Everytime someone blinks Dr Eoin Clarke seems to put more nails into the coffin of his reputation as a coherent, never mind credible, commentator.
This week, we had Dr Eoin prattling away about how Consumer Choice is a bad thing (to be fair-ish, it is a polemic), based on a visit to Starbucks in Paris.
I don’t like choice. No, sorry that was a lie. I hate choice. I detest it. Simplicity is best. . . .
To me, a hospital and a doctor serve a function. Its not complicated. If I get sick I go to my doctor, he gives me a prescription. If I get really sick I phone 999 they take me to a big white building and put me in a bed. Since when did it all get so complicated? I don’t want to book a surgeon. I don’t want to choose my care, to rate my food, to score my surgeon. This is not X-factor this is my health. I am an historian not a medical genius. I would much prefer it if my doctor or hospital made my choice for me.
Fitting the name of Dr Eoin Clarke’s blog ‘the Green Benches’, posts are currently being recycled, and I’ve archived a screendump from the original September 2011 one here (1.5mb), including the (interesting) comments thread.
Frances Coppola came up with the brilliant quote:
The real hilarity of Clarke’s coffee experience is that actually his problem was LACK of choice. What he wanted wasn’t on the menu. So his solution to his lack of choice is to have only one item available, namely the one he wants. Thereby forcing all others to like what he likes or lump it.
And here’s Dr Eoin twittering away about Gordon Brown yesterday, demonstrating his usual legendary grasp of numbers and how to reason with them:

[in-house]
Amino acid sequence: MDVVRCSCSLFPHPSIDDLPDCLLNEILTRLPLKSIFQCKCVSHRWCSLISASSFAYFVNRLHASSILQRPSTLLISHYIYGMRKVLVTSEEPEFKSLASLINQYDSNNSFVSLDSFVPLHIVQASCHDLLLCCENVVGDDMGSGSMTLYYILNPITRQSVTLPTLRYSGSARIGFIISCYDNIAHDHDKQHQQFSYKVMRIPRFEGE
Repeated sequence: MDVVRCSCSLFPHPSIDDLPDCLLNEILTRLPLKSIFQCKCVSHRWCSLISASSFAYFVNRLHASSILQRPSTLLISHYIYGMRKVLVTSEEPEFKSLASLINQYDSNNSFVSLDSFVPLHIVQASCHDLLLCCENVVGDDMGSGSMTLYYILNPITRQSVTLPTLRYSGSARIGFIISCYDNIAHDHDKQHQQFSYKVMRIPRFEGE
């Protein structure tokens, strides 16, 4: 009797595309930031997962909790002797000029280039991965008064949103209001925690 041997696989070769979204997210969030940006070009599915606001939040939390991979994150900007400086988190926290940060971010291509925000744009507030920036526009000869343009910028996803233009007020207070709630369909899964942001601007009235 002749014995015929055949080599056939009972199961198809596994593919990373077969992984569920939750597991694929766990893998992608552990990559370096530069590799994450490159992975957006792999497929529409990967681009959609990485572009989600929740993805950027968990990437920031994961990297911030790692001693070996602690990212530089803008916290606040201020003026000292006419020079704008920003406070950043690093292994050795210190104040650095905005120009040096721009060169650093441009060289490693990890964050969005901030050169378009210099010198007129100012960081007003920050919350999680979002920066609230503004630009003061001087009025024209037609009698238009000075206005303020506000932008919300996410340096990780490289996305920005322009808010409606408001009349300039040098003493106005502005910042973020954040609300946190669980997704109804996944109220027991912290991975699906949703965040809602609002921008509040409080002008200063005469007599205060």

Let’s leave aside the curious Gordonion absence from Westminster, presumably a result of Brownian Motion where Mr Brown is bounced around the world at random making speeches.
Perhaps such absence should count against the positives of any such (commendable) charitable donation, but let’s take a little peek at Dr Eoin’s imagination.
Did Gordon make a million pounds?
That depends how precise you are being.
In fact £1.4m, as reported by the BBC, after the publication of the House of Commons Register of Members’ interests. So that’s OK in Twitter terms:
Gordon Brown has earned more than £1.4m since he stood down as prime minister, including fees and expenses.
The ex-Prime Minister’s spokeswoman said that “not a single penny” of the money went to Mr Brown personally.
It was all donated either directly to charity or to help the Office of Gordon and Sarah Brown fund charity work.
Did he give every single penny to charity?
Errr. Nope. That’s 22 carat Eoinobollocks.
As the Office of Gordon and Sarah Brown website puts it:
We are budgeting to meet salaries, accommodation costs and staff expenses of around £550,000 a year. In addition to the costs of the Office, the costs associated with Mr Brown’s role as Distinguished Global Leader at New York University are met by New York University; as Chair of the WEF Policy Coordination Board are met by the World Economic Forum; and as Visiting Fellow at Harvard University are met by Harvard University. Gordon did not write his recent book, Beyond the Crash, for profit. All author proceeds from the book are donated to PiggyBankKids.